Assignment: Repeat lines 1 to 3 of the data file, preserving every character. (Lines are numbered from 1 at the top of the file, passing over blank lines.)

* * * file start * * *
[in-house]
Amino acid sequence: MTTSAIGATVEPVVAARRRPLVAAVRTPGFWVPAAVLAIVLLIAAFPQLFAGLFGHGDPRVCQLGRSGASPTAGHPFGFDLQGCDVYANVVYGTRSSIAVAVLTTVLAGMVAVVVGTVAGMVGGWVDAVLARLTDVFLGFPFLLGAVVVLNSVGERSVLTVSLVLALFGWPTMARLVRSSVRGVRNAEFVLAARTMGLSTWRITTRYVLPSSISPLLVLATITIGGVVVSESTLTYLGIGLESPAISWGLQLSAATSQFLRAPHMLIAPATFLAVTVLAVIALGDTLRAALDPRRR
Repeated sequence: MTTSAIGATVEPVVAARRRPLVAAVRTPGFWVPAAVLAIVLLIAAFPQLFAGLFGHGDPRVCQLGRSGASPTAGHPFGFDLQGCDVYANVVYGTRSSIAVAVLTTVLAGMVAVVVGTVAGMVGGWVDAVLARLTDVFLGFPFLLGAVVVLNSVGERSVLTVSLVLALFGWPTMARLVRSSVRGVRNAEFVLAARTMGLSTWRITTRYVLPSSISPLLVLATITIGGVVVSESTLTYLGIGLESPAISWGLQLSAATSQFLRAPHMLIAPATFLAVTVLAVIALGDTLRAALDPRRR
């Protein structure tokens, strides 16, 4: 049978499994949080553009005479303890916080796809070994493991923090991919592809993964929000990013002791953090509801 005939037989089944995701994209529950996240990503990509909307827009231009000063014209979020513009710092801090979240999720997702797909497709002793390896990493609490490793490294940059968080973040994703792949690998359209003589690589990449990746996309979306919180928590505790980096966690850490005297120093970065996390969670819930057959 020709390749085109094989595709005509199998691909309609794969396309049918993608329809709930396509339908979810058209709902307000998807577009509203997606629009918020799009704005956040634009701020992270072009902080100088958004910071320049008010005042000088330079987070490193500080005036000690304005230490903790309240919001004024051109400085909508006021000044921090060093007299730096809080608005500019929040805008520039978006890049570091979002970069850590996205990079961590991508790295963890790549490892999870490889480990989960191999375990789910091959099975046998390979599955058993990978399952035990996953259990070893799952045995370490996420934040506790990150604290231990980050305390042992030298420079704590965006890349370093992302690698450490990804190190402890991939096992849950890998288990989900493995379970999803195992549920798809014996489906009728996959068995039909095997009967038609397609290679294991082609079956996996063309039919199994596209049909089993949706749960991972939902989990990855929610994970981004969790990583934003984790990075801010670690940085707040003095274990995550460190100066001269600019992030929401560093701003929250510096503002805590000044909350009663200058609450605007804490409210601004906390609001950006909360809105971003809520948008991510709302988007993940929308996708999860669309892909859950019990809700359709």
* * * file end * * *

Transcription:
[in-house]
Amino acid sequence: MTTSAIGATVEPVVAARRRPLVAAVRTPGFWVPAAVLAIVLLIAAFPQLFAGLFGHGDPRVCQLGRSGASPTAGHPFGFDLQGCDVYANVVYGTRSSIAVAVLTTVLAGMVAVVVGTVAGMVGGWVDAVLARLTDVFLGFPFLLGAVVVLNSVGERSVLTVSLVLALFGWPTMARLVRSSVRGVRNAEFVLAARTMGLSTWRITTRYVLPSSISPLLVLATITIGGVVVSESTLTYLGIGLESPAISWGLQLSAATSQFLRAPHMLIAPATFLAVTVLAVIALGDTLRAALDPRRR
Repeated sequence: MTTSAIGATVEPVVAARRRPLVAAVRTPGFWVPAAVLAIVLLIAAFPQLFAGLFGHGDPRVCQLGRSGASPTAGHPFGFDLQGCDVYANVVYGTRSSIAVAVLTTVLAGMVAVVVGTVAGMVGGWVDAVLARLTDVFLGFPFLLGAVVVLNSVGERSVLTVSLVLALFGWPTMARLVRSSVRGVRNAEFVLAARTMGLSTWRITTRYVLPSSISPLLVLATITIGGVVVSESTLTYLGIGLESPAISWGLQLSAATSQFLRAPHMLIAPATFLAVTVLAVIALGDTLRAALDPRRR